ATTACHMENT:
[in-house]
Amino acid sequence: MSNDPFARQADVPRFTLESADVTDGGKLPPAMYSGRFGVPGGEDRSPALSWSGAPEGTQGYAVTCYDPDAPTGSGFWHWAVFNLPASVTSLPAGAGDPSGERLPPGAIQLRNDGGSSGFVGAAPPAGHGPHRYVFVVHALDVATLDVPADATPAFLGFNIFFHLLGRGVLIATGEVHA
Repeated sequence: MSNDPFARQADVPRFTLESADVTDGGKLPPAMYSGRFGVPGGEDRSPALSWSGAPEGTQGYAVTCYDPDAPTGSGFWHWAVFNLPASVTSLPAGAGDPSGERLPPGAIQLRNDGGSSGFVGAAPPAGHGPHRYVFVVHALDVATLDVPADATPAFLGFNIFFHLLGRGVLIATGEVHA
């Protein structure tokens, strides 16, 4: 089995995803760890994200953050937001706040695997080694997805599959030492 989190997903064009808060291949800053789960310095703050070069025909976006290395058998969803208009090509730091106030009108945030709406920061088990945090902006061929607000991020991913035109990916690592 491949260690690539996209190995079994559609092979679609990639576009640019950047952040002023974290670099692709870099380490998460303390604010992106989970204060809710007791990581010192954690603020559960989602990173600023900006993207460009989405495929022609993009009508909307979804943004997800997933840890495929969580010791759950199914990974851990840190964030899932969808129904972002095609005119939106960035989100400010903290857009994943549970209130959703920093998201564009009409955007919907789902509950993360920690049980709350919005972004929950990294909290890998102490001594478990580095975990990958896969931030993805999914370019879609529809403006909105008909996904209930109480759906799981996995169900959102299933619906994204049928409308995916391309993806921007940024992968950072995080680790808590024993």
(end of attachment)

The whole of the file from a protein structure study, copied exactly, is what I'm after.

[in-house]
Amino acid sequence: MSNDPFARQADVPRFTLESADVTDGGKLPPAMYSGRFGVPGGEDRSPALSWSGAPEGTQGYAVTCYDPDAPTGSGFWHWAVFNLPASVTSLPAGAGDPSGERLPPGAIQLRNDGGSSGFVGAAPPAGHGPHRYVFVVHALDVATLDVPADATPAFLGFNIFFHLLGRGVLIATGEVHA
Repeated sequence: MSNDPFARQADVPRFTLESADVTDGGKLPPAMYSGRFGVPGGEDRSPALSWSGAPEGTQGYAVTCYDPDAPTGSGFWHWAVFNLPASVTSLPAGAGDPSGERLPPGAIQLRNDGGSSGFVGAAPPAGHGPHRYVFVVHALDVATLDVPADATPAFLGFNIFFHLLGRGVLIATGEVHA
């Protein structure tokens, strides 16, 4: 089995995803760890994200953050937001706040695997080694997805599959030492 989190997903064009808060291949800053789960310095703050070069025909976006290395058998969803208009090509730091106030009108945030709406920061088990945090902006061929607000991020991913035109990916690592 491949260690690539996209190995079994559609092979679609990639576009640019950047952040002023974290670099692709870099380490998460303390604010992106989970204060809710007791990581010192954690603020559960989602990173600023900006993207460009989405495929022609993009009508909307979804943004997800997933840890495929969580010791759950199914990974851990840190964030899932969808129904972002095609005119939106960035989100400010903290857009994943549970209130959703920093998201564009009409955007919907789902509950993360920690049980709350919005972004929950990294909290890998102490001594478990580095975990990958896969931030993805999914370019879609529809403006909105008909996904209930109480759906799981996995169900959102299933619906994204049928409308995916391309993806921007940024992968950072995080680790808590024993």